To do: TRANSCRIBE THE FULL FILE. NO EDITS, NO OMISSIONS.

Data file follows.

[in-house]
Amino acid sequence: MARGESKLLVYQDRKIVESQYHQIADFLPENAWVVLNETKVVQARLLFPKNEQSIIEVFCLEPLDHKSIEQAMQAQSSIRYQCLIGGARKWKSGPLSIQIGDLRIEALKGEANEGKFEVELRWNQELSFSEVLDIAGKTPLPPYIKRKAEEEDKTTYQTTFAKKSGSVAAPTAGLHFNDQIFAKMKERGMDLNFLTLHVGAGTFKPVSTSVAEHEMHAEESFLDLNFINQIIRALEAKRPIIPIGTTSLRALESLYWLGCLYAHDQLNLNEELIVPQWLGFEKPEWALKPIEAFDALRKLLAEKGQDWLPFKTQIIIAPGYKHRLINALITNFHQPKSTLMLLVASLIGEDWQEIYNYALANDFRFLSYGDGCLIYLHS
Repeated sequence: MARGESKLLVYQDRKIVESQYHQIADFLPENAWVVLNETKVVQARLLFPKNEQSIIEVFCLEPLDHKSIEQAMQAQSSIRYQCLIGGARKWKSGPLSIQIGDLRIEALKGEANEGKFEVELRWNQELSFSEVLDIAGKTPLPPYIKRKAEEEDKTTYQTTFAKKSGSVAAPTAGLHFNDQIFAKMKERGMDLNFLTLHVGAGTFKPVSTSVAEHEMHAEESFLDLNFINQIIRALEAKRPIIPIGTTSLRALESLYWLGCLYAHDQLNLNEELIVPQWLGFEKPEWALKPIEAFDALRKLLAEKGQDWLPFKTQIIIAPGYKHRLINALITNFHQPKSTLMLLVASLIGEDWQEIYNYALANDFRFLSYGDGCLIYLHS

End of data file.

[in-house]
Amino acid sequence: MARGESKLLVYQDRKIVESQYHQIADFLPENAWVVLNETKVVQARLLFPKNEQSIIEVFCLEPLDHKSIEQAMQAQSSIRYQCLIGGARKWKSGPLSIQIGDLRIEALKGEANEGKFEVELRWNQELSFSEVLDIAGKTPLPPYIKRKAEEEDKTTYQTTFAKKSGSVAAPTAGLHFNDQIFAKMKERGMDLNFLTLHVGAGTFKPVSTSVAEHEMHAEESFLDLNFINQIIRALEAKRPIIPIGTTSLRALESLYWLGCLYAHDQLNLNEELIVPQWLGFEKPEWALKPIEAFDALRKLLAEKGQDWLPFKTQIIIAPGYKHRLINALITNFHQPKSTLMLLVASLIGEDWQEIYNYALANDFRFLSYGDGCLIYLHS
Repeated sequence: MARGESKLLVYQDRKIVESQYHQIADFLPENAWVVLNETKVVQARLLFPKNEQSIIEVFCLEPLDHKSIEQAMQAQSSIRYQCLIGGARKWKSGPLSIQIGDLRIEALKGEANEGKFEVELRWNQELSFSEVLDIAGKTPLPPYIKRKAEEEDKTTYQTTFAKKSGSVAAPTAGLHFNDQIFAKMKERGMDLNFLTLHVGAGTFKPVSTSVAEHEMHAEESFLDLNFINQIIRALEAKRPIIPIGTTSLRALESLYWLGCLYAHDQLNLNEELIVPQWLGFEKPEWALKPIEAFDALRKLLAEKGQDWLPFKTQIIIAPGYKHRLINALITNFHQPKSTLMLLVASLIGEDWQEIYNYALANDFRFLSYGDGCLIYLHS